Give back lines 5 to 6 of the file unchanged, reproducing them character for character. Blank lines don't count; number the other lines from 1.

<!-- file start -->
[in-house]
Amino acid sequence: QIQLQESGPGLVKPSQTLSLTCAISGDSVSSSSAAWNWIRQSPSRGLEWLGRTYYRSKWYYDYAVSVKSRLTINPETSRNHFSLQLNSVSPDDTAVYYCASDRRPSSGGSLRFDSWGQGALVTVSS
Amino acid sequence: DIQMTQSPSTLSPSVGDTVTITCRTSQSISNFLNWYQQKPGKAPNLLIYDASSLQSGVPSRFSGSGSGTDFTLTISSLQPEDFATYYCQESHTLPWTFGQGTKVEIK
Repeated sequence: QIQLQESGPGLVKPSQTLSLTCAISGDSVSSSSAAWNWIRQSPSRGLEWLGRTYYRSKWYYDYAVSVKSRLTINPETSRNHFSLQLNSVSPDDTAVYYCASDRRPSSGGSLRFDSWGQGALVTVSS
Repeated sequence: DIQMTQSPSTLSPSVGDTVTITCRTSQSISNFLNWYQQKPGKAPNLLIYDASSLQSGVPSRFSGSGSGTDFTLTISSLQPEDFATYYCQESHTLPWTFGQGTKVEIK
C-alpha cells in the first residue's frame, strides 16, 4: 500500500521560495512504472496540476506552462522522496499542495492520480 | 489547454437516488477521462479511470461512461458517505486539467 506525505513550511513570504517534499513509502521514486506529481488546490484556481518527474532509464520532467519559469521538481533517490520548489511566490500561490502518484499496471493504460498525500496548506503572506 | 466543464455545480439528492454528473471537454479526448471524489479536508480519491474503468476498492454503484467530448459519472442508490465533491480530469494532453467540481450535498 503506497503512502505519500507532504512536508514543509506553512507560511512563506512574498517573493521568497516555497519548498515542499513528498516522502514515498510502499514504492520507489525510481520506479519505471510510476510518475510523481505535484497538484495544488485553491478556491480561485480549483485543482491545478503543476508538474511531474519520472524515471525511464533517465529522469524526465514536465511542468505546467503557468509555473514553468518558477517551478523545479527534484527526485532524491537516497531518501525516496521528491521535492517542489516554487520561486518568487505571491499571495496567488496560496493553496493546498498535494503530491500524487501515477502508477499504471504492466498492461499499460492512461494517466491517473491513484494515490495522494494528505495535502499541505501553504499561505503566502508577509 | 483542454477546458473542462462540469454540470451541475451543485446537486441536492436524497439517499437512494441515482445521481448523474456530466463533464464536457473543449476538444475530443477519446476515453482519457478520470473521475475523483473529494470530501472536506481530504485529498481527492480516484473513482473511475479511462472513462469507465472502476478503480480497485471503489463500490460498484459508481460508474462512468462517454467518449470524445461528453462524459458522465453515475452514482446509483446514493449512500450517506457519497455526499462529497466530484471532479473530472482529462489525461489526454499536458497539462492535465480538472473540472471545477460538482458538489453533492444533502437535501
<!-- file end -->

Repeated sequence: DIQMTQSPSTLSPSVGDTVTITCRTSQSISNFLNWYQQKPGKAPNLLIYDASSLQSGVPSRFSGSGSGTDFTLTISSLQPEDFATYYCQESHTLPWTFGQGTKVEIK
C-alpha cells in the first residue's frame, strides 16, 4: 500500500521560495512504472496540476506552462522522496499542495492520480 | 489547454437516488477521462479511470461512461458517505486539467 506525505513550511513570504517534499513509502521514486506529481488546490484556481518527474532509464520532467519559469521538481533517490520548489511566490500561490502518484499496471493504460498525500496548506503572506 | 466543464455545480439528492454528473471537454479526448471524489479536508480519491474503468476498492454503484467530448459519472442508490465533491480530469494532453467540481450535498 503506497503512502505519500507532504512536508514543509506553512507560511512563506512574498517573493521568497516555497519548498515542499513528498516522502514515498510502499514504492520507489525510481520506479519505471510510476510518475510523481505535484497538484495544488485553491478556491480561485480549483485543482491545478503543476508538474511531474519520472524515471525511464533517465529522469524526465514536465511542468505546467503557468509555473514553468518558477517551478523545479527534484527526485532524491537516497531518501525516496521528491521535492517542489516554487520561486518568487505571491499571495496567488496560496493553496493546498498535494503530491500524487501515477502508477499504471504492466498492461499499460492512461494517466491517473491513484494515490495522494494528505495535502499541505501553504499561505503566502508577509 | 483542454477546458473542462462540469454540470451541475451543485446537486441536492436524497439517499437512494441515482445521481448523474456530466463533464464536457473543449476538444475530443477519446476515453482519457478520470473521475475523483473529494470530501472536506481530504485529498481527492480516484473513482473511475479511462472513462469507465472502476478503480480497485471503489463500490460498484459508481460508474462512468462517454467518449470524445461528453462524459458522465453515475452514482446509483446514493449512500450517506457519497455526499462529497466530484471532479473530472482529462489525461489526454499536458497539462492535465480538472473540472471545477460538482458538489453533492444533502437535501